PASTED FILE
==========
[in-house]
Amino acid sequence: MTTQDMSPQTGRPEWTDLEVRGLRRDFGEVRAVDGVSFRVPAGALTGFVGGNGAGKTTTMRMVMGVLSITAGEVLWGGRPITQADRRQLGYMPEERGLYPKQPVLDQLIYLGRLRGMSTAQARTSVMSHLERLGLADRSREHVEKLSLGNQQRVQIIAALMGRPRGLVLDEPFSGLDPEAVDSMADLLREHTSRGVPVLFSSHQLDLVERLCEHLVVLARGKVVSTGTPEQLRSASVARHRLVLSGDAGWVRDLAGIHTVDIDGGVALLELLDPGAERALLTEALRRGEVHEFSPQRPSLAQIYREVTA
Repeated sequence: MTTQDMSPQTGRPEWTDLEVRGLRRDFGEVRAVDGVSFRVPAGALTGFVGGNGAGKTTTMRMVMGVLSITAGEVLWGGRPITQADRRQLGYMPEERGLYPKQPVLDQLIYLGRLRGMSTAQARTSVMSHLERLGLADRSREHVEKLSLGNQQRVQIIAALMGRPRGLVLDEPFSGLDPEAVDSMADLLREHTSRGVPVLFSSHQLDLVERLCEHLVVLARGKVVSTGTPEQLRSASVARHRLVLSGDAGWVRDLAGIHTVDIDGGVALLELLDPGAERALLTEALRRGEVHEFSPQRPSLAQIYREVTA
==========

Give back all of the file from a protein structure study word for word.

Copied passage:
[in-house]
Amino acid sequence: MTTQDMSPQTGRPEWTDLEVRGLRRDFGEVRAVDGVSFRVPAGALTGFVGGNGAGKTTTMRMVMGVLSITAGEVLWGGRPITQADRRQLGYMPEERGLYPKQPVLDQLIYLGRLRGMSTAQARTSVMSHLERLGLADRSREHVEKLSLGNQQRVQIIAALMGRPRGLVLDEPFSGLDPEAVDSMADLLREHTSRGVPVLFSSHQLDLVERLCEHLVVLARGKVVSTGTPEQLRSASVARHRLVLSGDAGWVRDLAGIHTVDIDGGVALLELLDPGAERALLTEALRRGEVHEFSPQRPSLAQIYREVTA
Repeated sequence: MTTQDMSPQTGRPEWTDLEVRGLRRDFGEVRAVDGVSFRVPAGALTGFVGGNGAGKTTTMRMVMGVLSITAGEVLWGGRPITQADRRQLGYMPEERGLYPKQPVLDQLIYLGRLRGMSTAQARTSVMSHLERLGLADRSREHVEKLSLGNQQRVQIIAALMGRPRGLVLDEPFSGLDPEAVDSMADLLREHTSRGVPVLFSSHQLDLVERLCEHLVVLARGKVVSTGTPEQLRSASVARHRLVLSGDAGWVRDLAGIHTVDIDGGVALLELLDPGAERALLTEALRRGEVHEFSPQRPSLAQIYREVTA